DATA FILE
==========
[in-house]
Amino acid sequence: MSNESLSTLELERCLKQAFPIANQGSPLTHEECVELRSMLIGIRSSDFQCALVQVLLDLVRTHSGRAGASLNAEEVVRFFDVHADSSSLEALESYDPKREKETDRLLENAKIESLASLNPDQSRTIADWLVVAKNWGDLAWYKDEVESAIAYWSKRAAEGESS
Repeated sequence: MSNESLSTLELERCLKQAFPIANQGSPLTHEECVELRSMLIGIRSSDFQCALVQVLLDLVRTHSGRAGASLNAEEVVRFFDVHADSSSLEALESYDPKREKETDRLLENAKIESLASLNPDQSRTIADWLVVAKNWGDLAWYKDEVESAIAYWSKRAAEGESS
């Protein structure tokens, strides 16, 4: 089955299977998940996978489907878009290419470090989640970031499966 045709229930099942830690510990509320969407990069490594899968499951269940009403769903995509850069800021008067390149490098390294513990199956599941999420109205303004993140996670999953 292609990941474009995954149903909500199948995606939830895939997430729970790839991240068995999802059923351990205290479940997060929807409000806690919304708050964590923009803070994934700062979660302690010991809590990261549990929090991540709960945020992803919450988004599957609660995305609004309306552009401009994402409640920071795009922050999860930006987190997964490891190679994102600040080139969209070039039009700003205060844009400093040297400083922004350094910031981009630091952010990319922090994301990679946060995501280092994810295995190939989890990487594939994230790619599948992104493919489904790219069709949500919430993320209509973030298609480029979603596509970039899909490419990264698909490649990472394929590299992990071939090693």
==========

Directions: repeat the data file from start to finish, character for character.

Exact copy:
[in-house]
Amino acid sequence: MSNESLSTLELERCLKQAFPIANQGSPLTHEECVELRSMLIGIRSSDFQCALVQVLLDLVRTHSGRAGASLNAEEVVRFFDVHADSSSLEALESYDPKREKETDRLLENAKIESLASLNPDQSRTIADWLVVAKNWGDLAWYKDEVESAIAYWSKRAAEGESS
Repeated sequence: MSNESLSTLELERCLKQAFPIANQGSPLTHEECVELRSMLIGIRSSDFQCALVQVLLDLVRTHSGRAGASLNAEEVVRFFDVHADSSSLEALESYDPKREKETDRLLENAKIESLASLNPDQSRTIADWLVVAKNWGDLAWYKDEVESAIAYWSKRAAEGESS
């Protein structure tokens, strides 16, 4: 089955299977998940996978489907878009290419470090989640970031499966 045709229930099942830690510990509320969407990069490594899968499951269940009403769903995509850069800021008067390149490098390294513990199956599941999420109205303004993140996670999953 292609990941474009995954149903909500199948995606939830895939997430729970790839991240068995999802059923351990205290479940997060929807409000806690919304708050964590923009803070994934700062979660302690010991809590990261549990929090991540709960945020992803919450988004599957609660995305609004309306552009401009994402409640920071795009922050999860930006987190997964490891190679994102600040080139969209070039039009700003205060844009400093040297400083922004350094910031981009630091952010990319922090994301990679946060995501280092994810295995190939989890990487594939994230790619599948992104493919489904790219069709949500919430993320209509973030298609480029979603596509970039899909490419990264698909490649990472394929590299992990071939090693």